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Phryne the Courtesan
What the ancient writers had to say
 Related Resources
• Lais
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It's told of the courtesan Phryne that the unconventional orator Hyperides successfully defended her by revealing her breasts to the jurors.

From Pausanias Description of Greece
[1.20.1] Leading from the prytaneum is a road called Tripods. The place takes its name from the shrines, large enough to hold the tripods which stand upon them, of bronze, but containing very remarkable works of art, including a Satyr, of which Praxiteles is said to have been very proud. Phryne once asked of him the most beautiful of his works, and the story goes that lover-like he agreed to give it, but refused to say which he thought the most beautiful. So a slave of Phryne rushed in saying that a fire had broken out in the studio of Praxiteles, and the greater number of his works were lost, though not all were destroyed.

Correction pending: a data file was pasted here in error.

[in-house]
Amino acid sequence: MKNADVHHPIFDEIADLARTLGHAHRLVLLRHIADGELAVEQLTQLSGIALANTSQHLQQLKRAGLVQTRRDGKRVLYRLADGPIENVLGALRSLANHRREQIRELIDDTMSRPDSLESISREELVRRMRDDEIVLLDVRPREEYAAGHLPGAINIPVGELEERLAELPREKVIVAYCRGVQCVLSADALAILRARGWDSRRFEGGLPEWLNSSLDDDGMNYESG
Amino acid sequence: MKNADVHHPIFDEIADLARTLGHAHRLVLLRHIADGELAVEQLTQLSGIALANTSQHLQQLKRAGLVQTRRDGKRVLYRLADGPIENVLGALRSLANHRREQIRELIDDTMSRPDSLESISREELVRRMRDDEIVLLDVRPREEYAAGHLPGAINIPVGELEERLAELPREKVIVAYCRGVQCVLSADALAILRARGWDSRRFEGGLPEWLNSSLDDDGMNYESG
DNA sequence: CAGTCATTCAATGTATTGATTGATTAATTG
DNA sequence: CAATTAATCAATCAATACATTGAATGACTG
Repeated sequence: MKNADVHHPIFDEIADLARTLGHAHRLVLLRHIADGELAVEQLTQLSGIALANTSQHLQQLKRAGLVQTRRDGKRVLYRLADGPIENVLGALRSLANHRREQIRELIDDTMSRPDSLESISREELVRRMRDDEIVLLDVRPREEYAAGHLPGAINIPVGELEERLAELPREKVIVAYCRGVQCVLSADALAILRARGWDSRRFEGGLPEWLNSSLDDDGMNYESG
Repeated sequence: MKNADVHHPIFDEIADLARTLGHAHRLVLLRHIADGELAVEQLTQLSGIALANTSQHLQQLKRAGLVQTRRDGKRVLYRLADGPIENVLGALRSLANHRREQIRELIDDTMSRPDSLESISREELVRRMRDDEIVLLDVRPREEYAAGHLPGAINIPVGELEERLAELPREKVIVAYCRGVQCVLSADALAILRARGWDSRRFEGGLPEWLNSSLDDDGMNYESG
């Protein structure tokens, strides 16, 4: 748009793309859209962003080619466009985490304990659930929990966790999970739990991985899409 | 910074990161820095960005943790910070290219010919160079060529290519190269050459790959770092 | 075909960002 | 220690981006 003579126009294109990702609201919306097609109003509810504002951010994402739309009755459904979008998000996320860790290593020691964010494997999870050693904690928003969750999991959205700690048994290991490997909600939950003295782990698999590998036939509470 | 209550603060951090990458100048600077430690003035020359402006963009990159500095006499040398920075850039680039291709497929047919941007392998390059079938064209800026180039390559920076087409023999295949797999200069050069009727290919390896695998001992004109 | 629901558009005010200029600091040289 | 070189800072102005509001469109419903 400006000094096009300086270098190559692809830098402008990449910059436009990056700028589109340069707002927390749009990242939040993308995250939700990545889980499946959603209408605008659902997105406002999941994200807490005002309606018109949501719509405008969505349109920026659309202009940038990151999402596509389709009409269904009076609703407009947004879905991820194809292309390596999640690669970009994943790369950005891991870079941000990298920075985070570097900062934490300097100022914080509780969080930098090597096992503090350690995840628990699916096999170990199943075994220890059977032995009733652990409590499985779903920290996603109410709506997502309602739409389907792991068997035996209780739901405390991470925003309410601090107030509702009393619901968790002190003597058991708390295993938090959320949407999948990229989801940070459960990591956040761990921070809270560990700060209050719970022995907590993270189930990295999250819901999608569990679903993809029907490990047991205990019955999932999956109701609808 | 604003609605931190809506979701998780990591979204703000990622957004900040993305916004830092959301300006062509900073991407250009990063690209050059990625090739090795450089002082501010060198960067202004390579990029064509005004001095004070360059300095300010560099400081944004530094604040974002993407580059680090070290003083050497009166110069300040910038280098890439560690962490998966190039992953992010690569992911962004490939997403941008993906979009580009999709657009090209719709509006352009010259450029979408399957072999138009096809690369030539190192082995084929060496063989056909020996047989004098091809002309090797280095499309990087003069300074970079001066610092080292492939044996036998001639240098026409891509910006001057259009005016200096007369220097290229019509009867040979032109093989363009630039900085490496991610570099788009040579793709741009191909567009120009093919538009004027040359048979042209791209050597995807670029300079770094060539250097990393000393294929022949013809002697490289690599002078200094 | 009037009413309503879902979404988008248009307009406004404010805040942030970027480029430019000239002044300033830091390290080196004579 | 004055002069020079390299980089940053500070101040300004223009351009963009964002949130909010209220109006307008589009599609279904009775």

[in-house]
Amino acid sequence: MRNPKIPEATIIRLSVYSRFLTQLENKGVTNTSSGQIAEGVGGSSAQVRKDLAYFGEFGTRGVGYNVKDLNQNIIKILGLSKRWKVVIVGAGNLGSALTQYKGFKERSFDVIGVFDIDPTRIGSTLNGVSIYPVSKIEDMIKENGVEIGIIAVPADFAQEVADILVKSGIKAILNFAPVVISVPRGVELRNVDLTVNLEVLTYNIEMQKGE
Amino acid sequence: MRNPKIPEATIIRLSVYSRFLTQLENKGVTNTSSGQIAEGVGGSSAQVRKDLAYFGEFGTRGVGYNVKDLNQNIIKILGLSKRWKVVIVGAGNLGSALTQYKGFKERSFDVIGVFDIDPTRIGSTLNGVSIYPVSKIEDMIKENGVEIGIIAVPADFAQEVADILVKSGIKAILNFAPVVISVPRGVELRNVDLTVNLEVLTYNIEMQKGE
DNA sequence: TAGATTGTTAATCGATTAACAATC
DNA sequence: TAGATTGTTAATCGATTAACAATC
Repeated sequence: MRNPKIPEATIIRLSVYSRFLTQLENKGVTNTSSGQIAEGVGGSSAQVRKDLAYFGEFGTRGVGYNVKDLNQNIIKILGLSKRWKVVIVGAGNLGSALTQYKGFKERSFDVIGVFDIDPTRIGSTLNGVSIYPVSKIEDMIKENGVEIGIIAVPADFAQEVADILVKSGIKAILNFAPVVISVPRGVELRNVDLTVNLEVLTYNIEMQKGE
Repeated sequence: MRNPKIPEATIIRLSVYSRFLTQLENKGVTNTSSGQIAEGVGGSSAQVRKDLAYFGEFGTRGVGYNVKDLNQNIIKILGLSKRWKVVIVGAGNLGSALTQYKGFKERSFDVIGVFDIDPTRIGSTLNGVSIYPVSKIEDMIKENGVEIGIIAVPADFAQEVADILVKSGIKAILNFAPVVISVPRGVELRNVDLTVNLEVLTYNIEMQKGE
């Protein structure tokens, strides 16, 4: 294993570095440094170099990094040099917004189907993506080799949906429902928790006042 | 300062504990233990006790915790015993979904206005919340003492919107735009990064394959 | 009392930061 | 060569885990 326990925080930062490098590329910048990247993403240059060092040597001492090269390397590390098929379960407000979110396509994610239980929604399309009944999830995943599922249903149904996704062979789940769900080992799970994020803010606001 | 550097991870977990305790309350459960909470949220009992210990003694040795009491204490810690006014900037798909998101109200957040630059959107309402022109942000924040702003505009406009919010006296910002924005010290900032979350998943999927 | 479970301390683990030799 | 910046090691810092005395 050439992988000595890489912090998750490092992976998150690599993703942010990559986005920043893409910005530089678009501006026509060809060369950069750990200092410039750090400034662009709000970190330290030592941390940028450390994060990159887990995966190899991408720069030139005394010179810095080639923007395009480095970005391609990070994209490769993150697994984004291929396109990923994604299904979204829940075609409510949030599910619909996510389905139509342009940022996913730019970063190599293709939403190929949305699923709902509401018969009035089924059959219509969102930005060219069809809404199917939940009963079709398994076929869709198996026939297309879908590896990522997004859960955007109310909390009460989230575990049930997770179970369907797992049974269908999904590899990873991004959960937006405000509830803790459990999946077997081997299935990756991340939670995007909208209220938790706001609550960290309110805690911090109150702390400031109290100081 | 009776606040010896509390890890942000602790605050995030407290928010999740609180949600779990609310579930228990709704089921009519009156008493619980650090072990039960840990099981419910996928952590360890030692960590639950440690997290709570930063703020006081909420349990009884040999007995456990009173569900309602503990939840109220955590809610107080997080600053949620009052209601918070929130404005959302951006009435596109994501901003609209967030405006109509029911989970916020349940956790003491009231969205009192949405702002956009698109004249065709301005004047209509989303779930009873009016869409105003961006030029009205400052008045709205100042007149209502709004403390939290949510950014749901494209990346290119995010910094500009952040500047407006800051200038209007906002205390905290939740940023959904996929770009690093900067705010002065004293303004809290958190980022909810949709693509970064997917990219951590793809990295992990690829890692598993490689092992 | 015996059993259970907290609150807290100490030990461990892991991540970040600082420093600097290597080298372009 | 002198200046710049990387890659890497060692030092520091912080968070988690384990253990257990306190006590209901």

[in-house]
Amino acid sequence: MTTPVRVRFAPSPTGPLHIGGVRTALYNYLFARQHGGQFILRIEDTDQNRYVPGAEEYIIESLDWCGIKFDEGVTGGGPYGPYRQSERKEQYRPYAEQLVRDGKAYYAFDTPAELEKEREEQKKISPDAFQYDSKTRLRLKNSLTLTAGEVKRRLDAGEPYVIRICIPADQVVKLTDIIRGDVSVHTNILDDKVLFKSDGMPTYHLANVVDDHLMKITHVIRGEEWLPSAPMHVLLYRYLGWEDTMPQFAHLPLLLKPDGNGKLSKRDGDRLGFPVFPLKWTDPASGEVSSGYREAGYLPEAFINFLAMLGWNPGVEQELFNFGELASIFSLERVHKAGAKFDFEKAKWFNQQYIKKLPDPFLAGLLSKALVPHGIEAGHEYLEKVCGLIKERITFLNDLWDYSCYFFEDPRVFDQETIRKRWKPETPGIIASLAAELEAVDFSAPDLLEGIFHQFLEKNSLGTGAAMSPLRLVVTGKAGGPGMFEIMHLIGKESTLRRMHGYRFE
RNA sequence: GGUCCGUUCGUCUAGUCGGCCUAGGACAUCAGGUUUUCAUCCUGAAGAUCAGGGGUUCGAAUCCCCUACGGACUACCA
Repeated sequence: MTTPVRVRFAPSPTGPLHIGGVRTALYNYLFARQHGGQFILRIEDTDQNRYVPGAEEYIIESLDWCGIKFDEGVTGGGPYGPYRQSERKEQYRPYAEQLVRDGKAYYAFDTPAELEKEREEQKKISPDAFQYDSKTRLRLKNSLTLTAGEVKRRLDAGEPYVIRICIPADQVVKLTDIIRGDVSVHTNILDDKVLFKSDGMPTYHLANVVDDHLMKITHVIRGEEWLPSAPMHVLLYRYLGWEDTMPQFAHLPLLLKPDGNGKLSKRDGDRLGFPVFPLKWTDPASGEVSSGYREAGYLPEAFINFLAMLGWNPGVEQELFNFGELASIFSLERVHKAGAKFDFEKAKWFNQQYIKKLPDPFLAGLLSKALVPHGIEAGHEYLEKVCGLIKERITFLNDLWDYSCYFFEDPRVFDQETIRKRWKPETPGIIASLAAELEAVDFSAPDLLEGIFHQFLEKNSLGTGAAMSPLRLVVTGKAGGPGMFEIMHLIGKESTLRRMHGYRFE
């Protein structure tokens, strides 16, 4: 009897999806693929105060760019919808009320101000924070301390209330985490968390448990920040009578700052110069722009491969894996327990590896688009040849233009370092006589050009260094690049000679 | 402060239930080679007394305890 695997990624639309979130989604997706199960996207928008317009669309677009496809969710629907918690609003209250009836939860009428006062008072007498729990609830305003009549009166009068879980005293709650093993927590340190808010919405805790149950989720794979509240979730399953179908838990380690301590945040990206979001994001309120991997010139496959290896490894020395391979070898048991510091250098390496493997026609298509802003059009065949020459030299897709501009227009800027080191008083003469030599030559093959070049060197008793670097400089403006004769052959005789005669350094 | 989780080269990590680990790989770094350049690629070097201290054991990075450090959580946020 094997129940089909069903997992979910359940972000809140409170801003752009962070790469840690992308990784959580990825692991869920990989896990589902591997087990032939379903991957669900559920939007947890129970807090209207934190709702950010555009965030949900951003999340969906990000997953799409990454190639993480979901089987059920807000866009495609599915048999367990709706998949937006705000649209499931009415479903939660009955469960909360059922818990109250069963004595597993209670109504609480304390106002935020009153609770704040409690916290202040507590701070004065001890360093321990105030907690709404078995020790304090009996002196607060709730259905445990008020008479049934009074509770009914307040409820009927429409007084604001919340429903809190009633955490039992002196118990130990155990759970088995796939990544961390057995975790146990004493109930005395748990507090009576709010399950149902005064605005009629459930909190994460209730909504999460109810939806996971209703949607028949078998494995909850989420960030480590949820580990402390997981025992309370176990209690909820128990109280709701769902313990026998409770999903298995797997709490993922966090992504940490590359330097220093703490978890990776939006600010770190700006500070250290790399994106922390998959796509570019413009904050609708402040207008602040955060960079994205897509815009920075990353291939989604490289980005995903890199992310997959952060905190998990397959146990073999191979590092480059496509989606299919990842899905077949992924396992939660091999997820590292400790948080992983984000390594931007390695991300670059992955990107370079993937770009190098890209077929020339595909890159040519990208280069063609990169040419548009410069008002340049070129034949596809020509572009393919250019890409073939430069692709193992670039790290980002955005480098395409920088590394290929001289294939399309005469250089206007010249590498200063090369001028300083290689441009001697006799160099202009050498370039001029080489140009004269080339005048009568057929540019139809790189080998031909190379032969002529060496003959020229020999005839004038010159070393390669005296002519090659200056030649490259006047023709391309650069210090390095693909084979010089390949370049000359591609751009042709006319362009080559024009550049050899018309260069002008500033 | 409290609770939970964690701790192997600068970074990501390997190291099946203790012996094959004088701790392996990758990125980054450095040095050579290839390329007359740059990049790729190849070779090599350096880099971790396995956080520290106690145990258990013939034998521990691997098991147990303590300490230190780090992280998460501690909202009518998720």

[1.20.2] Praxiteles at once started to rush through the door crying that his labour was all wasted if indeed the flames had caught his Satyr and his Love. But Phryne bade him stay and be of good courage, for he had suffered no grievous loss, but had been trapped into confessing which were the most beautiful of his works. So Phryne chose the statue of Love; while a Satyr is in the temple of Dionysus hard by, a boy holding out a cup. The Love standing with him and the Dionysus were made by Thymilus.

Pausanias Description of Greece 9.27.3

Pausanias Description of Greece 9.27.5

Pausanias Description of Greece 10.15.1

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This resource page is copyright © 2002-2002 N.S. Gill.

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